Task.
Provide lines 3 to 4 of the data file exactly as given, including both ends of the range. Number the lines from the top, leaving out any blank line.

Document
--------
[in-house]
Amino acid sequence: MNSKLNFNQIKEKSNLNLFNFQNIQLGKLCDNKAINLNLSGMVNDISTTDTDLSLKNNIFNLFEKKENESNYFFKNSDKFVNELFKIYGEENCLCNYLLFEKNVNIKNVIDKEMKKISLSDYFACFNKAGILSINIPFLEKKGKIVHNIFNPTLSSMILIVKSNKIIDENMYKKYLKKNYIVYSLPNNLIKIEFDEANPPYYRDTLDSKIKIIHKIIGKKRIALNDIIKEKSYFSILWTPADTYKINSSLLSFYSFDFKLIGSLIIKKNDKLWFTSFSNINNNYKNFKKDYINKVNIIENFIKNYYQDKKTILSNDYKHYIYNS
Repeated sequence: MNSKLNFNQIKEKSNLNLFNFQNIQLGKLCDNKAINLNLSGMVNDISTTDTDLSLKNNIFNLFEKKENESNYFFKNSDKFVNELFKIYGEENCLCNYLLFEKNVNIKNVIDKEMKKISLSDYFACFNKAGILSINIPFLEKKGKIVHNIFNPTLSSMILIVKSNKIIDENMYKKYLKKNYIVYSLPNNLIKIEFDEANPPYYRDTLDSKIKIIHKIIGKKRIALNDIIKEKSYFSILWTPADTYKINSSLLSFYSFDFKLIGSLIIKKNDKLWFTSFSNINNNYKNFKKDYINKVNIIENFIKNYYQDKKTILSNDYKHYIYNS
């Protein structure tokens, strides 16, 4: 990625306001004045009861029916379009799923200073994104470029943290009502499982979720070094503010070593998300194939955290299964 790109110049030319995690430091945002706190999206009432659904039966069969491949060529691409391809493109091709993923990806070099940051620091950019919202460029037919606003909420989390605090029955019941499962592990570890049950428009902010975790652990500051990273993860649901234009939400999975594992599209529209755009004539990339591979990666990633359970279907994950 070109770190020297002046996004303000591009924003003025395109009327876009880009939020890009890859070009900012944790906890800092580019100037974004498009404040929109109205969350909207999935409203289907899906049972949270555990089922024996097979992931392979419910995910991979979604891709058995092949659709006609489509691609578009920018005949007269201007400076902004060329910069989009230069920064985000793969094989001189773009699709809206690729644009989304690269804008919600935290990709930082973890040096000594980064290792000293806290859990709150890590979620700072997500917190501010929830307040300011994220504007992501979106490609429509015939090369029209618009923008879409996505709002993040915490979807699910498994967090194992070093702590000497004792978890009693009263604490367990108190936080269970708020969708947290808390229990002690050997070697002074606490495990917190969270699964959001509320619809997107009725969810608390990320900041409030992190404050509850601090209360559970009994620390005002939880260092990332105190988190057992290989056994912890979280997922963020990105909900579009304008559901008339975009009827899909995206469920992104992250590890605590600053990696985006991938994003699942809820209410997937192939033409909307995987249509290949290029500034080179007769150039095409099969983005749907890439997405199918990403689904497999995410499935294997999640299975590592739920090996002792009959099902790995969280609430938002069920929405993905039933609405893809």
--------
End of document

Repeated sequence: MNSKLNFNQIKEKSNLNLFNFQNIQLGKLCDNKAINLNLSGMVNDISTTDTDLSLKNNIFNLFEKKENESNYFFKNSDKFVNELFKIYGEENCLCNYLLFEKNVNIKNVIDKEMKKISLSDYFACFNKAGILSINIPFLEKKGKIVHNIFNPTLSSMILIVKSNKIIDENMYKKYLKKNYIVYSLPNNLIKIEFDEANPPYYRDTLDSKIKIIHKIIGKKRIALNDIIKEKSYFSILWTPADTYKINSSLLSFYSFDFKLIGSLIIKKNDKLWFTSFSNINNNYKNFKKDYINKVNIIENFIKNYYQDKKTILSNDYKHYIYNS
């Protein structure tokens, strides 16, 4: 990625306001004045009861029916379009799923200073994104470029943290009502499982979720070094503010070593998300194939955290299964 790109110049030319995690430091945002706190999206009432659904039966069969491949060529691409391809493109091709993923990806070099940051620091950019919202460029037919606003909420989390605090029955019941499962592990570890049950428009902010975790652990500051990273993860649901234009939400999975594992599209529209755009004539990339591979990666990633359970279907994950 070109770190020297002046996004303000591009924003003025395109009327876009880009939020890009890859070009900012944790906890800092580019100037974004498009404040929109109205969350909207999935409203289907899906049972949270555990089922024996097979992931392979419910995910991979979604891709058995092949659709006609489509691609578009920018005949007269201007400076902004060329910069989009230069920064985000793969094989001189773009699709809206690729644009989304690269804008919600935290990709930082973890040096000594980064290792000293806290859990709150890590979620700072997500917190501010929830307040300011994220504007992501979106490609429509015939090369029209618009923008879409996505709002993040915490979807699910498994967090194992070093702590000497004792978890009693009263604490367990108190936080269970708020969708947290808390229990002690050997070697002074606490495990917190969270699964959001509320619809997107009725969810608390990320900041409030992190404050509850601090209360559970009994620390005002939880260092990332105190988190057992290989056994912890979280997922963020990105909900579009304008559901008339975009009827899909995206469920992104992250590890605590600053990696985006991938994003699942809820209410997937192939033409909307995987249509290949290029500034080179007769150039095409099969983005749907890439997405199918990403689904497999995410499935294997999640299975590592739920090996002792009959099902790995969280609430938002069920929405993905039933609405893809």